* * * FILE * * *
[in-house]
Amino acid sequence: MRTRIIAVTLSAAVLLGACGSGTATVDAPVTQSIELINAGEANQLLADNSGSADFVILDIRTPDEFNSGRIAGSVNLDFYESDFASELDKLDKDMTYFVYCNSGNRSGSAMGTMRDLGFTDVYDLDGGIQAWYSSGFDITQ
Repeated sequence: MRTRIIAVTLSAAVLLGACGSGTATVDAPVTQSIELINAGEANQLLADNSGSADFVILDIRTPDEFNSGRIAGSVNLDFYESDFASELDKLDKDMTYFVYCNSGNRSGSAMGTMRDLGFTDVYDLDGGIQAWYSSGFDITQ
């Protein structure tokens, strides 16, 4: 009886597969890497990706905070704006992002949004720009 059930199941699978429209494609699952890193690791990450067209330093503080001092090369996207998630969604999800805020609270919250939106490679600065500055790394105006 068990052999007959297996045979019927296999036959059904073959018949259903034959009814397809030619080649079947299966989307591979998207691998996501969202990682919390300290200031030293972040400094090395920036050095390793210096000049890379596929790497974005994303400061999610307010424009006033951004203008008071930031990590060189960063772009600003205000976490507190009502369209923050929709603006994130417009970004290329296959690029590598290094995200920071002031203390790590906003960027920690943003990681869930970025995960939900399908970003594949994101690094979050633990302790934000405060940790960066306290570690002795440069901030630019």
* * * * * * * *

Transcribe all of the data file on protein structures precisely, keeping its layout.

[in-house]
Amino acid sequence: MRTRIIAVTLSAAVLLGACGSGTATVDAPVTQSIELINAGEANQLLADNSGSADFVILDIRTPDEFNSGRIAGSVNLDFYESDFASELDKLDKDMTYFVYCNSGNRSGSAMGTMRDLGFTDVYDLDGGIQAWYSSGFDITQ
Repeated sequence: MRTRIIAVTLSAAVLLGACGSGTATVDAPVTQSIELINAGEANQLLADNSGSADFVILDIRTPDEFNSGRIAGSVNLDFYESDFASELDKLDKDMTYFVYCNSGNRSGSAMGTMRDLGFTDVYDLDGGIQAWYSSGFDITQ
């Protein structure tokens, strides 16, 4: 009886597969890497990706905070704006992002949004720009 059930199941699978429209494609699952890193690791990450067209330093503080001092090369996207998630969604999800805020609270919250939106490679600065500055790394105006 068990052999007959297996045979019927296999036959059904073959018949259903034959009814397809030619080649079947299966989307591979998207691998996501969202990682919390300290200031030293972040400094090395920036050095390793210096000049890379596929790497974005994303400061999610307010424009006033951004203008008071930031990590060189960063772009600003205000976490507190009502369209923050929709603006994130417009970004290329296959690029590598290094995200920071002031203390790590906003960027920690943003990681869930970025995960939900399908970003594949994101690094979050633990302790934000405060940790960066306290570690002795440069901030630019």